The big picture: Retail sales jumped 1.3% month-over-month (MoM) in October, a notable increase after spending in September was flat MoM, per the US Commerce Department.
- The results suggest that retailers such as Amazon and Walmart were largely successful in their efforts to pull the start of holiday season into mid-October.
- While those events may not have delivered blockbuster results, they allowed retailers to clear inventory and capture a share of holiday sales earlier than usual.
Zooming in: Despite the better-than-expected retail sales numbers, there are some clear warning signs as inventory markdowns and economic uncertainty strain some retailers’ ability to deliver profits.
- Target’s top-line Q3 revenues of $26.52 billion exceeded the Refinitiv consensus estimate of $26.38 billion. But its bottom-line earnings per share of $1.54 were down 49.3% year-over-year, and well short of the $2.13 that analysts expected.
- Target customers’ price sensitivity intensified during the last two weeks of October, said Christina Hennington, chief growth officer. “It was a precipitous decline and, frankly, we’ve seen those trends in the early part of November as well,” she told CNBC.
- Target customers are increasingly impacted by inflation, rising interest rates, and a challenging economic climate, which is driving them to wait for deals, buy smaller package sizes, and prioritize needs rather than wants.
Looking ahead: Given its challenges, Target lowered its guidance for the critical fourth quarter and said it will offer steep discounts to clear out unwanted inventory.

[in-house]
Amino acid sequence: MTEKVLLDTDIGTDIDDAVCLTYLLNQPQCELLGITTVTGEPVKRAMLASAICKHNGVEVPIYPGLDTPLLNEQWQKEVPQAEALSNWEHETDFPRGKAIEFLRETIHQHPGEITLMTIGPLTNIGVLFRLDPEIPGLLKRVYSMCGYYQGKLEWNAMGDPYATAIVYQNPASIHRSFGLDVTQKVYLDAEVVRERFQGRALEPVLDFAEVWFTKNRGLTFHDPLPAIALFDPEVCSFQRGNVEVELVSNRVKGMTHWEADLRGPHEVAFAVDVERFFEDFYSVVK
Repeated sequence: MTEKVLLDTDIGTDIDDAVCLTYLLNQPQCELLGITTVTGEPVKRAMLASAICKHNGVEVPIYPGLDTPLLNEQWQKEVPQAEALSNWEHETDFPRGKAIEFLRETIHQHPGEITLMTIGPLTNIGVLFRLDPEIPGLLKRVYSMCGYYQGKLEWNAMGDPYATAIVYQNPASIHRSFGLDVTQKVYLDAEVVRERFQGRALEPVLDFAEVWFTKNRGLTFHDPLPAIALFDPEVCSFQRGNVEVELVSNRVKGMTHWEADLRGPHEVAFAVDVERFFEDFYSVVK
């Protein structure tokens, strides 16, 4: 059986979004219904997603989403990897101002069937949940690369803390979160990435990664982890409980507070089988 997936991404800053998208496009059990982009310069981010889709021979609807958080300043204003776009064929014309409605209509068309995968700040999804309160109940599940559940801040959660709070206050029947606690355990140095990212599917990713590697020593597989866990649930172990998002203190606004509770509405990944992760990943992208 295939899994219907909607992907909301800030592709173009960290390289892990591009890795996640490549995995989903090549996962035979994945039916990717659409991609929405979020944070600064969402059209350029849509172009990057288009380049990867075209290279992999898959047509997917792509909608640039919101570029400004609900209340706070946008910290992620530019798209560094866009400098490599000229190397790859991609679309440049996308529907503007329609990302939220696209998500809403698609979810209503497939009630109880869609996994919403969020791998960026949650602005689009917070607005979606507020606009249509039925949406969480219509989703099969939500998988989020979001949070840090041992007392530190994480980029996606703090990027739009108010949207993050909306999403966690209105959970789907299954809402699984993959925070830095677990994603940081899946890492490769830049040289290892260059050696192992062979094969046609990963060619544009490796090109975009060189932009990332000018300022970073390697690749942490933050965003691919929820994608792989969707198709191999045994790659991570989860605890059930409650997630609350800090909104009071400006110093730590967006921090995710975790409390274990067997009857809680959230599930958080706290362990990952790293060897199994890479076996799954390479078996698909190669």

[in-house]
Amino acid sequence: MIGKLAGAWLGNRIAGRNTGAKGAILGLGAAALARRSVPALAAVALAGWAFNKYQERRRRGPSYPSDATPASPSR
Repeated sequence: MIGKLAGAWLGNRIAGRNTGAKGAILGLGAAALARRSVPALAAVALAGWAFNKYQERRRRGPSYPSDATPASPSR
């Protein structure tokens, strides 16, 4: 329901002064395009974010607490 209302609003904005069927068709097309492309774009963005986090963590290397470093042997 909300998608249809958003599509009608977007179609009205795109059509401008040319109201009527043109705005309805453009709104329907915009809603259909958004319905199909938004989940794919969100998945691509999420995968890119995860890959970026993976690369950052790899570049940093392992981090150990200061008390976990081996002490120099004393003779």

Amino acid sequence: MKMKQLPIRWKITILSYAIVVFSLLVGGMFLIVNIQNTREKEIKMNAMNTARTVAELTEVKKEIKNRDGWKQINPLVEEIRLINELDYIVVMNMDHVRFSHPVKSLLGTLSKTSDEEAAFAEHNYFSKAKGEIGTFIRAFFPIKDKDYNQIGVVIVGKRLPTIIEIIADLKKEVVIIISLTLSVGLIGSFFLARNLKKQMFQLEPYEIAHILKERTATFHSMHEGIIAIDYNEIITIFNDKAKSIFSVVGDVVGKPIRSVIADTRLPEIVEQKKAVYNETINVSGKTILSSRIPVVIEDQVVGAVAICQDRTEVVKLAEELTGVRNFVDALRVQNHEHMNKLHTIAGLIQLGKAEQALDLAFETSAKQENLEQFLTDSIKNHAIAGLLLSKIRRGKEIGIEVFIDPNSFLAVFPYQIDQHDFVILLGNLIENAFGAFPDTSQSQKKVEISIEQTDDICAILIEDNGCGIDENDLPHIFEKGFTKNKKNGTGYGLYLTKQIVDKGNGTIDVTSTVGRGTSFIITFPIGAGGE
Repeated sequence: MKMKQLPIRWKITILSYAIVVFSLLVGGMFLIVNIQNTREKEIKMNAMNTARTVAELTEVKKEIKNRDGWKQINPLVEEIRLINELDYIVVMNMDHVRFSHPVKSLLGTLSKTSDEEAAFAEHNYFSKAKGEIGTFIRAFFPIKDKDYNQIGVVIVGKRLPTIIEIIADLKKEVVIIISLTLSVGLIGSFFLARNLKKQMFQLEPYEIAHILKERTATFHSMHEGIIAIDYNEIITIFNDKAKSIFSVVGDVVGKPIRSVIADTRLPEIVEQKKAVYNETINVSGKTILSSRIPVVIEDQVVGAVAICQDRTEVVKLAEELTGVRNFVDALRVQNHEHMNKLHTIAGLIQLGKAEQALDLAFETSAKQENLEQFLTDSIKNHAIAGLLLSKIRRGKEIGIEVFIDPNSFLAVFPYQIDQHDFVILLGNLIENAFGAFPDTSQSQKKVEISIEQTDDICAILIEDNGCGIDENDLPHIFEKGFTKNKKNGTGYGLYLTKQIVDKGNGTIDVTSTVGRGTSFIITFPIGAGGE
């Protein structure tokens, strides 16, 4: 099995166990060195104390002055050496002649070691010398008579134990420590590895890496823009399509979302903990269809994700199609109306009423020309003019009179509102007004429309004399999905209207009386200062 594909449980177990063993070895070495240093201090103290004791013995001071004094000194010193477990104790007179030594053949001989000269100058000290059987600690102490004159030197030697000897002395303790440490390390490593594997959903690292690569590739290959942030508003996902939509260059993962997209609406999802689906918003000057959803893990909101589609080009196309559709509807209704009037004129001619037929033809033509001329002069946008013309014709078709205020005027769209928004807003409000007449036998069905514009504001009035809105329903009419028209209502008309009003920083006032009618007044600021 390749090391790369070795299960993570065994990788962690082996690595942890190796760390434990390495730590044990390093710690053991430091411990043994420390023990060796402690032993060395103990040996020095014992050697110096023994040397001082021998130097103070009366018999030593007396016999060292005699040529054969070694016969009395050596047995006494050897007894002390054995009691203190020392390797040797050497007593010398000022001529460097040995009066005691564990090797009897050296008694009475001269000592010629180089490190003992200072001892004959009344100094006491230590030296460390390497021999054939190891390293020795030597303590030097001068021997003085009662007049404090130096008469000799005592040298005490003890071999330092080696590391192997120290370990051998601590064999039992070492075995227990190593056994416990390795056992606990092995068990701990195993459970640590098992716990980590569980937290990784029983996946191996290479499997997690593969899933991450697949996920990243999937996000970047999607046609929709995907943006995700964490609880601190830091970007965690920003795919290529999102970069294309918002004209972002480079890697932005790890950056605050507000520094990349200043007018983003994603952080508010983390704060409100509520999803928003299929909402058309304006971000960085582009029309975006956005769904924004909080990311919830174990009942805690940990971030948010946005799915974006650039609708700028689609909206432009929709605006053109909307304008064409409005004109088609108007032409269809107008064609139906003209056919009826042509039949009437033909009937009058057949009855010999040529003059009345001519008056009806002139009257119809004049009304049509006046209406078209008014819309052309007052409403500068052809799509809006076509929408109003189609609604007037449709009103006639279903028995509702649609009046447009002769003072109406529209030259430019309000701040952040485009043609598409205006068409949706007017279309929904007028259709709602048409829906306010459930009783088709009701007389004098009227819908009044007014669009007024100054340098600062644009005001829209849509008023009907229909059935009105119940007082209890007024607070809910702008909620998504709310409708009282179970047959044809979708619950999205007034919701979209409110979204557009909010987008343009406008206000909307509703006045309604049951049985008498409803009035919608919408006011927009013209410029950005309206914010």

- That marks a stark contrast with Walmart, which reported better-than-expected revenues in Q3 and raised its full-year outlook.
- The sharp disparity between the two companies stems from their product mix. Walmart, which generates over half of its US revenues from groceries, has grown its grocery market share thanks to its ability to attract more affluent shoppers. Target, on the other hand, generates a larger share of revenues from discretionary purchases such as home goods and electronics, which are categories where consumers have pulled back.
- Yet even Walmart remains bearish about the holiday season as it expects comparable sales to rise just 3% in Q4.
- While we expect total retail holiday sales to rise 7.0% to $1.297 trillion, that growth will primarily be attributable to inflation. While our forecast factors in a shaky stock market, we acknowledge that a deepening sell-off that dramatically accelerates layoffs and rattles consumer confidence could put that growth rate in jeopardy.